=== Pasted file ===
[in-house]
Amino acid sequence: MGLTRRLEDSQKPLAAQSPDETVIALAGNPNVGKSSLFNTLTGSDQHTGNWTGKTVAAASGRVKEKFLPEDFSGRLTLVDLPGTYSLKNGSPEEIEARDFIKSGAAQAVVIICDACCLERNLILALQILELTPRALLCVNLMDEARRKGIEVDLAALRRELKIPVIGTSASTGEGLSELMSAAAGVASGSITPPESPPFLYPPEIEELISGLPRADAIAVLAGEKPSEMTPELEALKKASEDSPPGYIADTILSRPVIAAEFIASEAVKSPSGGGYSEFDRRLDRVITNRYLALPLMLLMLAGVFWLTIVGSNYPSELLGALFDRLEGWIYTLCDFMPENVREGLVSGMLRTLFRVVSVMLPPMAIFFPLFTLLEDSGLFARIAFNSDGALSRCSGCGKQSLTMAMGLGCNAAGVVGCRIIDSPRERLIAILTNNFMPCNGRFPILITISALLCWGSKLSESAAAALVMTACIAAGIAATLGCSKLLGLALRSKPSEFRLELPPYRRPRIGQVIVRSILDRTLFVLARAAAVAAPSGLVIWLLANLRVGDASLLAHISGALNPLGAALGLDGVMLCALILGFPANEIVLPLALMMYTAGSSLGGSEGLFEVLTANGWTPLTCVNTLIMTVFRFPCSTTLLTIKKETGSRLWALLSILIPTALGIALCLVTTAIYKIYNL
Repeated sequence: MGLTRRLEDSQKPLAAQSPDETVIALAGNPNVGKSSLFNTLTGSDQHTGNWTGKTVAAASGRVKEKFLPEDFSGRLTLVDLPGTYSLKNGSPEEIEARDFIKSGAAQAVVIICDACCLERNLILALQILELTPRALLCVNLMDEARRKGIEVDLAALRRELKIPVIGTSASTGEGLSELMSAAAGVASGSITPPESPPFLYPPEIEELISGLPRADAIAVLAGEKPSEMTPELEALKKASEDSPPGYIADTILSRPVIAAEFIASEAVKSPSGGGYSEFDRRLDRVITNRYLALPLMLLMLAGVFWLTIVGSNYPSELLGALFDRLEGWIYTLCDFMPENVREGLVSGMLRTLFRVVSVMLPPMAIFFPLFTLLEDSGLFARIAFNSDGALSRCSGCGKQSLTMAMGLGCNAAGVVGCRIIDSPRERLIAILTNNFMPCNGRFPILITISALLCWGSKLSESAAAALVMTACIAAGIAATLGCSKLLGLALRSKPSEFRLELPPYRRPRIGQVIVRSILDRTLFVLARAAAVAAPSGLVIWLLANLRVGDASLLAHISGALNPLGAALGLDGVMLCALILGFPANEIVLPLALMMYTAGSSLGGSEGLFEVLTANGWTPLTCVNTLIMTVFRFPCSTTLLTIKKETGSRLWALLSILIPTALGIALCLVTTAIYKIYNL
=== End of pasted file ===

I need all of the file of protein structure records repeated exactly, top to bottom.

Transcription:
[in-house]
Amino acid sequence: MGLTRRLEDSQKPLAAQSPDETVIALAGNPNVGKSSLFNTLTGSDQHTGNWTGKTVAAASGRVKEKFLPEDFSGRLTLVDLPGTYSLKNGSPEEIEARDFIKSGAAQAVVIICDACCLERNLILALQILELTPRALLCVNLMDEARRKGIEVDLAALRRELKIPVIGTSASTGEGLSELMSAAAGVASGSITPPESPPFLYPPEIEELISGLPRADAIAVLAGEKPSEMTPELEALKKASEDSPPGYIADTILSRPVIAAEFIASEAVKSPSGGGYSEFDRRLDRVITNRYLALPLMLLMLAGVFWLTIVGSNYPSELLGALFDRLEGWIYTLCDFMPENVREGLVSGMLRTLFRVVSVMLPPMAIFFPLFTLLEDSGLFARIAFNSDGALSRCSGCGKQSLTMAMGLGCNAAGVVGCRIIDSPRERLIAILTNNFMPCNGRFPILITISALLCWGSKLSESAAAALVMTACIAAGIAATLGCSKLLGLALRSKPSEFRLELPPYRRPRIGQVIVRSILDRTLFVLARAAAVAAPSGLVIWLLANLRVGDASLLAHISGALNPLGAALGLDGVMLCALILGFPANEIVLPLALMMYTAGSSLGGSEGLFEVLTANGWTPLTCVNTLIMTVFRFPCSTTLLTIKKETGSRLWALLSILIPTALGIALCLVTTAIYKIYNL
Repeated sequence: MGLTRRLEDSQKPLAAQSPDETVIALAGNPNVGKSSLFNTLTGSDQHTGNWTGKTVAAASGRVKEKFLPEDFSGRLTLVDLPGTYSLKNGSPEEIEARDFIKSGAAQAVVIICDACCLERNLILALQILELTPRALLCVNLMDEARRKGIEVDLAALRRELKIPVIGTSASTGEGLSELMSAAAGVASGSITPPESPPFLYPPEIEELISGLPRADAIAVLAGEKPSEMTPELEALKKASEDSPPGYIADTILSRPVIAAEFIASEAVKSPSGGGYSEFDRRLDRVITNRYLALPLMLLMLAGVFWLTIVGSNYPSELLGALFDRLEGWIYTLCDFMPENVREGLVSGMLRTLFRVVSVMLPPMAIFFPLFTLLEDSGLFARIAFNSDGALSRCSGCGKQSLTMAMGLGCNAAGVVGCRIIDSPRERLIAILTNNFMPCNGRFPILITISALLCWGSKLSESAAAALVMTACIAAGIAATLGCSKLLGLALRSKPSEFRLELPPYRRPRIGQVIVRSILDRTLFVLARAAAVAAPSGLVIWLLANLRVGDASLLAHISGALNPLGAALGLDGVMLCALILGFPANEIVLPLALMMYTAGSSLGGSEGLFEVLTANGWTPLTCVNTLIMTVFRFPCSTTLLTIKKETGSRLWALLSILIPTALGIALCLVTTAIYKIYNL